Virgin Australia Holdings Ltd. (VAH), the country’s second-largest carrier, said it plans to raise A$350 million ($328 million) in a share sale that allows airlines that are its biggest investors to lift their stake to 70 percent.
The carrier’s three largest shareholders, Air New Zealand Ltd., Etihad Airways PJSC, and Singapore Airlines Ltd., currently have 62.6 percent of the company and may lift that to 69.8 percent if they take the maximum stake in the raising, the Brisbane-based company said in a regulatory statement today. They’ll fund between A$220 million and A$316 million of the entitlement offer, according to an investor presentation.
The capital raising will help reduce debt that Virgin took on to fund its fight with Qantas Airways Ltd. for a share of Australia’s domestic travel market. Virgin has spent at least A$1.54 billion on capital projects since Chief Executive Officer John Borghetti, a former Qantas senior executive, took over in 2010 and its debt ratios are the fourth-highest among global airlines, according to data compiled by Bloomberg.
“We are pleased that our major shareholders have indicated their support for the offer,” Neil Chatfield, Virgin Australia’s chairman, said in the statement today. “Significant further benefits can be achieved from our alliances as we continue to deepen relationships with our partners.”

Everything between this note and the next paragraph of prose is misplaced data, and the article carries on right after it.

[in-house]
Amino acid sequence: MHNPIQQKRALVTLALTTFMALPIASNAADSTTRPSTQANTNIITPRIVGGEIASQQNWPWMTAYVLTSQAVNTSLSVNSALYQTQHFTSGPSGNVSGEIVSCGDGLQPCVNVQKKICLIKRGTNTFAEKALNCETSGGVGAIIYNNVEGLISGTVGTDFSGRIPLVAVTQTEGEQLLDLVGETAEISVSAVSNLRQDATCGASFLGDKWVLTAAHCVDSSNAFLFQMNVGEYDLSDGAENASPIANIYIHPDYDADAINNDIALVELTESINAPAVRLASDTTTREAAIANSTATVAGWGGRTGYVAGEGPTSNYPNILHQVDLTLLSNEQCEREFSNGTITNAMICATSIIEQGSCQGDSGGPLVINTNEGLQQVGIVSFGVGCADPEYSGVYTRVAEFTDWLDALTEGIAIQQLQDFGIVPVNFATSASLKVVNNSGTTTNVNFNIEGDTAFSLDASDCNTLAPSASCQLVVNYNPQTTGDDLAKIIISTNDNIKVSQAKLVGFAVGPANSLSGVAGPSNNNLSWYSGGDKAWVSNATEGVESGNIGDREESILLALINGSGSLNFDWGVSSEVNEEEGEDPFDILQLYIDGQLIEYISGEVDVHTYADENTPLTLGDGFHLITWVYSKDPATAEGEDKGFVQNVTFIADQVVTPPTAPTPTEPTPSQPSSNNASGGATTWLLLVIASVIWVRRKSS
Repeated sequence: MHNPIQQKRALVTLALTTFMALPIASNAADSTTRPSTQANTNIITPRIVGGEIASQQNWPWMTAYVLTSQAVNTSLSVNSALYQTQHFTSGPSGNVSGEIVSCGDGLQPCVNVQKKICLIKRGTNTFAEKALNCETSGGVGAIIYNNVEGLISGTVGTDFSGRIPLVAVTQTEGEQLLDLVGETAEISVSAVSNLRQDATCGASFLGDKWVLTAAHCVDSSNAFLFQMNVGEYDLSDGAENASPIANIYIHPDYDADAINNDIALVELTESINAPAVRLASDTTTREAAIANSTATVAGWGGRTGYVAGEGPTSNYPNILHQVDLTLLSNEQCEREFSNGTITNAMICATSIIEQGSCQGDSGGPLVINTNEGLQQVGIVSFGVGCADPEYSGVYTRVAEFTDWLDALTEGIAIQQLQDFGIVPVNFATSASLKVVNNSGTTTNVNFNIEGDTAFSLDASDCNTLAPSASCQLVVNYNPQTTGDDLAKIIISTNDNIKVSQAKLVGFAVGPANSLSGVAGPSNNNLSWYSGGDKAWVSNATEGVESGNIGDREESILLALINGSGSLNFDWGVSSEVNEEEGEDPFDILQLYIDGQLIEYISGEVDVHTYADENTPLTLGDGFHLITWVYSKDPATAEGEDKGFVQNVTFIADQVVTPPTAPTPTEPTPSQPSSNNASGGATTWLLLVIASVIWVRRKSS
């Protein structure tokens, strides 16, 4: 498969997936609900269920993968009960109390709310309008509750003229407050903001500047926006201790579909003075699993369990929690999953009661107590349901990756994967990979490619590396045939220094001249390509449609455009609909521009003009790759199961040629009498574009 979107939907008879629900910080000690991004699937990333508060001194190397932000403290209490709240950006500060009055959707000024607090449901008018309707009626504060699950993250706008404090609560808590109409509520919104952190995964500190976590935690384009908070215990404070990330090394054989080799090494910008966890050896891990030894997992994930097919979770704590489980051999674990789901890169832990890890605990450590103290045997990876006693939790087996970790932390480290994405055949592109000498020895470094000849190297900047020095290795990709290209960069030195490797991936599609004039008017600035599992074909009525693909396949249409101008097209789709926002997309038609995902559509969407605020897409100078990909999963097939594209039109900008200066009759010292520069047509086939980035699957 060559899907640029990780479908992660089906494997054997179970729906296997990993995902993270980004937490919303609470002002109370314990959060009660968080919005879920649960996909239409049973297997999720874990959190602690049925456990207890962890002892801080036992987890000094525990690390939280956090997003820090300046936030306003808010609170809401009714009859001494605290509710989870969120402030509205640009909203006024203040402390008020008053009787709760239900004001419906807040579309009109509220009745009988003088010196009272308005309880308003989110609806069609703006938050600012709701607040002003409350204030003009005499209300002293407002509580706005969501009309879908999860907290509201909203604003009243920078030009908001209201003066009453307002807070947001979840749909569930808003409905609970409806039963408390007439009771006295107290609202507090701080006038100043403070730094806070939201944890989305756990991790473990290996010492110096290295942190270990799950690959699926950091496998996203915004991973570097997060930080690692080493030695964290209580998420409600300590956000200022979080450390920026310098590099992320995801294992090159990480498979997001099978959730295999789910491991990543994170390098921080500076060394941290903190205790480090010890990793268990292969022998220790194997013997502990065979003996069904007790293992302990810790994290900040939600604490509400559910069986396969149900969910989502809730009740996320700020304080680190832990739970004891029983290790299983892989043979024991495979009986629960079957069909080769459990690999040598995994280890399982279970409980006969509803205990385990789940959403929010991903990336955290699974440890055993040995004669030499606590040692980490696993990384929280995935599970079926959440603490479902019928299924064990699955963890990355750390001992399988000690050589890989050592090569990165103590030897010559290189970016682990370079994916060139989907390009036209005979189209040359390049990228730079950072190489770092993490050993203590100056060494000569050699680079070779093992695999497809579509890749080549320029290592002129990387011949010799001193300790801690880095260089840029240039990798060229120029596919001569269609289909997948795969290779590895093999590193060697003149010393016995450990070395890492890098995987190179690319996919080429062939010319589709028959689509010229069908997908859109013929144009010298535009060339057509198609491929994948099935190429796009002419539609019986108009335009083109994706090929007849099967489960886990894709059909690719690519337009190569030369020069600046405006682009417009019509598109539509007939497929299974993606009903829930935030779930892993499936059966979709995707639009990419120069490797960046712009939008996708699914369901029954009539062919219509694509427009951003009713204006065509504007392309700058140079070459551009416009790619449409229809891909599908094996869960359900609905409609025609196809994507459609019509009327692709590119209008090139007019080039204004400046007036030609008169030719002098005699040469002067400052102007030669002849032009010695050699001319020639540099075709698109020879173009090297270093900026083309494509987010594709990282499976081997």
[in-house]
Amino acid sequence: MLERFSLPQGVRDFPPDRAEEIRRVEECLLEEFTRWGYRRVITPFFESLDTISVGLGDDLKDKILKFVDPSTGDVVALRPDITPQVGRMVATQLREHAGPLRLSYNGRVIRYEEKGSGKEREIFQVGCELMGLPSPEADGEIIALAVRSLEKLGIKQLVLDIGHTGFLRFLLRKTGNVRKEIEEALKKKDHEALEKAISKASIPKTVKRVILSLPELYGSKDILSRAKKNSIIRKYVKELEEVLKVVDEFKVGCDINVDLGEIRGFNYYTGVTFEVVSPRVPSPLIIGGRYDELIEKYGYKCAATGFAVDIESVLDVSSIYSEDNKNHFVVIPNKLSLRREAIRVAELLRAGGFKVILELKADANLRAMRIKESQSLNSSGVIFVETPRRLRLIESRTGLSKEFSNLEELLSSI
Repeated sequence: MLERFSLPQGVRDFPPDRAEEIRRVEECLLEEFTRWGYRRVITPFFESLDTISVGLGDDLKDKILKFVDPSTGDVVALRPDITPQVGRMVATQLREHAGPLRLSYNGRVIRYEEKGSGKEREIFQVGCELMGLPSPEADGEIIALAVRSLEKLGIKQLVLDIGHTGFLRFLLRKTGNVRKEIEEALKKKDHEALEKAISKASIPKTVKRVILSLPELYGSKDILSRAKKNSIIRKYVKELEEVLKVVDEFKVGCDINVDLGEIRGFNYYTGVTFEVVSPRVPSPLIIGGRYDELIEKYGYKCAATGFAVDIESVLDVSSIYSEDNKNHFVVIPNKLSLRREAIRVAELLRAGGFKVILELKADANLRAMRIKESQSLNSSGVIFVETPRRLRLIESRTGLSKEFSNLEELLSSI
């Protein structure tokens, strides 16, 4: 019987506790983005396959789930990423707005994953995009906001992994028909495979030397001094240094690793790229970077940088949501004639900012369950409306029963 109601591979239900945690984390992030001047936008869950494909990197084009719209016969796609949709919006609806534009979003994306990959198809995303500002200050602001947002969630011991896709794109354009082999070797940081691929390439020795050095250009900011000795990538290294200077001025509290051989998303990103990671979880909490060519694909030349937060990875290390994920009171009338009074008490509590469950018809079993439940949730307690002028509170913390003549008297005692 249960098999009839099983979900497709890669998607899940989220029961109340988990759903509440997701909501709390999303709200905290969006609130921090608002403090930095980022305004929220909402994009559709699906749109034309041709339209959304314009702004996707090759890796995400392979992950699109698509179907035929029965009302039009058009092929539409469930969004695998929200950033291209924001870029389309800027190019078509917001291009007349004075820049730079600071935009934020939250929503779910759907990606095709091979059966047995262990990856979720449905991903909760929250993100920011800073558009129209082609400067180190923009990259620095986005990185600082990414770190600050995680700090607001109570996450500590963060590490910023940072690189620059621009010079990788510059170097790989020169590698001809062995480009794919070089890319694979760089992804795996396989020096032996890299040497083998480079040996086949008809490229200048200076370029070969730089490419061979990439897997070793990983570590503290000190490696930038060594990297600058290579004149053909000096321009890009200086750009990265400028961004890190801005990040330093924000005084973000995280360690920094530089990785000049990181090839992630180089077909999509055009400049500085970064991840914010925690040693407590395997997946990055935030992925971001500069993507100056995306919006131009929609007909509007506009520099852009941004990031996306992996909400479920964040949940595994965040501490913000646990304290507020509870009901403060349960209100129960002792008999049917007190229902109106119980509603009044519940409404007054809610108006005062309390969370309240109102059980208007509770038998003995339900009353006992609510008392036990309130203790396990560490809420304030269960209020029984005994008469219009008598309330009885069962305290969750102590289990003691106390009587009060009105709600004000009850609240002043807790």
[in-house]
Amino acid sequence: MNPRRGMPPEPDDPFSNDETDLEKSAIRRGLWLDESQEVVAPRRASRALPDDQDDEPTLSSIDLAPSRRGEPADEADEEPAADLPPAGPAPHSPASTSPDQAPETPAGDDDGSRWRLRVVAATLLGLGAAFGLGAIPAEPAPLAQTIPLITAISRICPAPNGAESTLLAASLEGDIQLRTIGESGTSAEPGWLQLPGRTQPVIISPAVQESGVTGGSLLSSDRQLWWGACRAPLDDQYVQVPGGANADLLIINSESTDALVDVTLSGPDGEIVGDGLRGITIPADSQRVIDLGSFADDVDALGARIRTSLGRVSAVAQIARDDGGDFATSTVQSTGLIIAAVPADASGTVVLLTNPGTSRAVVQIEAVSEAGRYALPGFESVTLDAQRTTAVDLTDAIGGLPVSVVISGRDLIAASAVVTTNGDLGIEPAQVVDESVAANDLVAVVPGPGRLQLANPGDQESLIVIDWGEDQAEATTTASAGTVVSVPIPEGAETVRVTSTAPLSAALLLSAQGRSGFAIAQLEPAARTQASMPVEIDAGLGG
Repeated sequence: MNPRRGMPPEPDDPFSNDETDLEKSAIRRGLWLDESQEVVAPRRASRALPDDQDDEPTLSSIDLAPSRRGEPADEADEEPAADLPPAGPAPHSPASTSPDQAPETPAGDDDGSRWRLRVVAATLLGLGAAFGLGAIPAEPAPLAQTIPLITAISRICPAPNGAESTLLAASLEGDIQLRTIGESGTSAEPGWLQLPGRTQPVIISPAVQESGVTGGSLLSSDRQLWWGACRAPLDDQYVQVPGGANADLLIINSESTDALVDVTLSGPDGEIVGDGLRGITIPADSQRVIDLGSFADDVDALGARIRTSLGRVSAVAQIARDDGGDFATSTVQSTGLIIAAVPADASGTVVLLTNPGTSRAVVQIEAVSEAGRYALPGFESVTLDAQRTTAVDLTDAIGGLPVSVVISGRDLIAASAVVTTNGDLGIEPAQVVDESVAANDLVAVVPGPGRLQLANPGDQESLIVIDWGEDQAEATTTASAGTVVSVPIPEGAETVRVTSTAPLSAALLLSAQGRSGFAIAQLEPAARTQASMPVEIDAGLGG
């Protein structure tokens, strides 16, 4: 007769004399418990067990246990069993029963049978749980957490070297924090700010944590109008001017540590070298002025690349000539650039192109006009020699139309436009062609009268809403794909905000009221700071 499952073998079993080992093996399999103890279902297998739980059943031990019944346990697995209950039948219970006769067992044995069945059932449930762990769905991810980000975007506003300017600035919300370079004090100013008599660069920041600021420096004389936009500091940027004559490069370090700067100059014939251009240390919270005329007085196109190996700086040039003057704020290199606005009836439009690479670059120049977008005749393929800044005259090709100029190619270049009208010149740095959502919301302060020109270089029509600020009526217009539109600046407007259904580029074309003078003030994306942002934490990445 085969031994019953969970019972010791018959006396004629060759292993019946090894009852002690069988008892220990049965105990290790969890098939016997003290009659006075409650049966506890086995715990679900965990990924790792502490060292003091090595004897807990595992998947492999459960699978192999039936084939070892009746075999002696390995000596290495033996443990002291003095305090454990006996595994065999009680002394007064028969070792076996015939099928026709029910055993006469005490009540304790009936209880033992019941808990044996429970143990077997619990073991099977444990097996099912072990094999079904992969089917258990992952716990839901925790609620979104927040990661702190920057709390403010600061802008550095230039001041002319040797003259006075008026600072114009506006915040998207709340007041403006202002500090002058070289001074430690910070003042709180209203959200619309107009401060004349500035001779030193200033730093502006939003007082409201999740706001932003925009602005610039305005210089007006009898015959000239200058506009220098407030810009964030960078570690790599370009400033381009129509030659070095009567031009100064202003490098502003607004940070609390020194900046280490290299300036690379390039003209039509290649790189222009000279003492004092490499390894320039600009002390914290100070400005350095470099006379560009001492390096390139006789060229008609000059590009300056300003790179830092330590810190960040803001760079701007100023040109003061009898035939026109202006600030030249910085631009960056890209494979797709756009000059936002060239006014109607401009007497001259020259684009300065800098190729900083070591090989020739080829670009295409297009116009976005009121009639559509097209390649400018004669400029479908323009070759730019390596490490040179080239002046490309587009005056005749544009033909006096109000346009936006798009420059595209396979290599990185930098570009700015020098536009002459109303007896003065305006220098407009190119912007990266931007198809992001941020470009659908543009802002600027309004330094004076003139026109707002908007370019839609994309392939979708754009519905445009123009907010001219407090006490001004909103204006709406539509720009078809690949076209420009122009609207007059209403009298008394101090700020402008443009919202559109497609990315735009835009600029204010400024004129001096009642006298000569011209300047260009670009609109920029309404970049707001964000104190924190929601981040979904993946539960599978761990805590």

Air New Zealand and Singapore Air may jointly take over Virgin Australia in the medium term, Macquarie Group Ltd. analysts wrote in an unsigned note last month. The carriers have “overlapping strategic interest and the prospect of an improved relationship,” the analysts wrote.
Under the terms of the fully underwritten entitlement offer, shareholders will be able to buy 5 new shares for every 14 they already hold for 38 Australian cents, a 6.2 percent discount to the stock’s 40.5 cents closing price yesterday. The shares were halted before today’s announcement.
The shares have slipped 3.6 percent this year, compared to a 15 percent gain in the S&P/ASX 200 benchmark index.
The three airline shareholders have all committed to take up their full entitlements and enter agreements that could increase their stakes, according to the statement. Richard Branson’s Virgin Group will put in A$35 million to maintain its existing 10 percent stake.
The three airlines offered A$90 million of credit lines to the Australian carrier as part of about A$223 million of secured debt, lease-back agreements and loan facilities with associates that it entered during the 2013 financial year. Those airline credit lines will be closed as a result of the share sale, the company said today.
Virgin has also issued $797 million in bonds secured against its aircraft as it adds flights and upgrades lounges and business-class seats to crack Qantas’s 65 percent share of Australia’s domestic market.
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